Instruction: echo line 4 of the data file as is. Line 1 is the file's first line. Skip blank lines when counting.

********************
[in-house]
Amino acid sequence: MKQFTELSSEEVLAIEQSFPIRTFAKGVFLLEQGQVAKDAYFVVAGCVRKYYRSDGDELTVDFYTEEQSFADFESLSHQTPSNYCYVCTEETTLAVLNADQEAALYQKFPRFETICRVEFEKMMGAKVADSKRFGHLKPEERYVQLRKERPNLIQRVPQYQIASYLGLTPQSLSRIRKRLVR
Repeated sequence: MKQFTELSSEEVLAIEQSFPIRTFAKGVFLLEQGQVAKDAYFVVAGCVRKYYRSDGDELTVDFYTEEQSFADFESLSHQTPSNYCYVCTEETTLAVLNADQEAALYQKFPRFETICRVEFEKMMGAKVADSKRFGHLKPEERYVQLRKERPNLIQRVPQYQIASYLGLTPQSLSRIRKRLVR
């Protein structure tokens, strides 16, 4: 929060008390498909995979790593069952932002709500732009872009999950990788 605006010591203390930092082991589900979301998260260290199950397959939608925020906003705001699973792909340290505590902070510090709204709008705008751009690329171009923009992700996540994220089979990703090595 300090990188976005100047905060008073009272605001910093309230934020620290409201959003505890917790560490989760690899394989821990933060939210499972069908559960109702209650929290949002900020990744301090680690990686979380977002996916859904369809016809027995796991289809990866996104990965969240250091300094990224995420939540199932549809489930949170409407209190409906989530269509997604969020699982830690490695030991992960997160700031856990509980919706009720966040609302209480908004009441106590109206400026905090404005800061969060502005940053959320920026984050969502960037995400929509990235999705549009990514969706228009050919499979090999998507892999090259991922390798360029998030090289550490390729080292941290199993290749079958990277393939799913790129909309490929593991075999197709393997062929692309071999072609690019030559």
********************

């Protein structure tokens, strides 16, 4: 929060008390498909995979790593069952932002709500732009872009999950990788 605006010591203390930092082991589900979301998260260290199950397959939608925020906003705001699973792909340290505590902070510090709204709008705008751009690329171009923009992700996540994220089979990703090595 300090990188976005100047905060008073009272605001910093309230934020620290409201959003505890917790560490989760690899394989821990933060939210499972069908559960109702209650929290949002900020990744301090680690990686979380977002996916859904369809016809027995796991289809990866996104990965969240250091300094990224995420939540199932549809489930949170409407209190409906989530269509997604969020699982830690490695030991992960997160700031856990509980919706009720966040609302209480908004009441106590109206400026905090404005800061969060502005940053959320920026984050969502960037995400929509990235999705549009990514969706228009050919499979090999998507892999090259991922390798360029998030090289550490390729080292941290199993290749079958990277393939799913790129909309490929593991075999197709393997062929692309071999072609690019030559």